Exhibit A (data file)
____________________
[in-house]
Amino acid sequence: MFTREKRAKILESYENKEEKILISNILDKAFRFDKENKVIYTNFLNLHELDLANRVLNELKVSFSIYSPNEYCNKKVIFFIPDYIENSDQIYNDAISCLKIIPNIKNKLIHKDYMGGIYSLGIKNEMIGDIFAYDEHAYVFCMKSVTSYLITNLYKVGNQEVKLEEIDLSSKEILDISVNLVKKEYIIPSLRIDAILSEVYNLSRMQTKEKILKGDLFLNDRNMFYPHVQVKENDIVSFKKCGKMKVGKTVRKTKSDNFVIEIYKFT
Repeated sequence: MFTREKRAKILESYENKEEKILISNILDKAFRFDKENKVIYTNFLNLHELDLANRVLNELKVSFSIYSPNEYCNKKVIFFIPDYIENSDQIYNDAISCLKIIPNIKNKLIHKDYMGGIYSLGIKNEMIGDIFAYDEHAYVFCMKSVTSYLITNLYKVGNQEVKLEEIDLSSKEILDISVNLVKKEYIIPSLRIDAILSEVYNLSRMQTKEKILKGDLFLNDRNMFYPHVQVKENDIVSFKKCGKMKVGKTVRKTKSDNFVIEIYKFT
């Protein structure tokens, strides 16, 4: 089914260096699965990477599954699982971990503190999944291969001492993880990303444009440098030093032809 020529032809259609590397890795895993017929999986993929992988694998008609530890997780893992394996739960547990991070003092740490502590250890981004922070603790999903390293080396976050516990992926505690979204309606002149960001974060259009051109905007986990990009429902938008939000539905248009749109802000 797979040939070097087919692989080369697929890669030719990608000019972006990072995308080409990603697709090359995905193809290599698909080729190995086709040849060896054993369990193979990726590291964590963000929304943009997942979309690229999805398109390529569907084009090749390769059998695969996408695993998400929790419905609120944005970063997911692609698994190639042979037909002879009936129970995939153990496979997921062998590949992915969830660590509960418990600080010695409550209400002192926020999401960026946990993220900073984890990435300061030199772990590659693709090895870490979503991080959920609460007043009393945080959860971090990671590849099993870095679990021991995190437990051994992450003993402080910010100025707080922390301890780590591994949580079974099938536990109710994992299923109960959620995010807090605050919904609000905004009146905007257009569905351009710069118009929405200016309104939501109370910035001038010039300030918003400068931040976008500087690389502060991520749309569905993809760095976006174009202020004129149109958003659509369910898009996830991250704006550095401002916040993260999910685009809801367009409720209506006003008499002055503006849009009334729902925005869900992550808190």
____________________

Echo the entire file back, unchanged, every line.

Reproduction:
[in-house]
Amino acid sequence: MFTREKRAKILESYENKEEKILISNILDKAFRFDKENKVIYTNFLNLHELDLANRVLNELKVSFSIYSPNEYCNKKVIFFIPDYIENSDQIYNDAISCLKIIPNIKNKLIHKDYMGGIYSLGIKNEMIGDIFAYDEHAYVFCMKSVTSYLITNLYKVGNQEVKLEEIDLSSKEILDISVNLVKKEYIIPSLRIDAILSEVYNLSRMQTKEKILKGDLFLNDRNMFYPHVQVKENDIVSFKKCGKMKVGKTVRKTKSDNFVIEIYKFT
Repeated sequence: MFTREKRAKILESYENKEEKILISNILDKAFRFDKENKVIYTNFLNLHELDLANRVLNELKVSFSIYSPNEYCNKKVIFFIPDYIENSDQIYNDAISCLKIIPNIKNKLIHKDYMGGIYSLGIKNEMIGDIFAYDEHAYVFCMKSVTSYLITNLYKVGNQEVKLEEIDLSSKEILDISVNLVKKEYIIPSLRIDAILSEVYNLSRMQTKEKILKGDLFLNDRNMFYPHVQVKENDIVSFKKCGKMKVGKTVRKTKSDNFVIEIYKFT
């Protein structure tokens, strides 16, 4: 089914260096699965990477599954699982971990503190999944291969001492993880990303444009440098030093032809 020529032809259609590397890795895993017929999986993929992988694998008609530890997780893992394996739960547990991070003092740490502590250890981004922070603790999903390293080396976050516990992926505690979204309606002149960001974060259009051109905007986990990009429902938008939000539905248009749109802000 797979040939070097087919692989080369697929890669030719990608000019972006990072995308080409990603697709090359995905193809290599698909080729190995086709040849060896054993369990193979990726590291964590963000929304943009997942979309690229999805398109390529569907084009090749390769059998695969996408695993998400929790419905609120944005970063997911692609698994190639042979037909002879009936129970995939153990496979997921062998590949992915969830660590509960418990600080010695409550209400002192926020999401960026946990993220900073984890990435300061030199772990590659693709090895870490979503991080959920609460007043009393945080959860971090990671590849099993870095679990021991995190437990051994992450003993402080910010100025707080922390301890780590591994949580079974099938536990109710994992299923109960959620995010807090605050919904609000905004009146905007257009569905351009710069118009929405200016309104939501109370910035001038010039300030918003400068931040976008500087690389502060991520749309569905993809760095976006174009202020004129149109958003659509369910898009996830991250704006550095401002916040993260999910685009809801367009409720209506006003008499002055503006849009009334729902925005869900992550808190």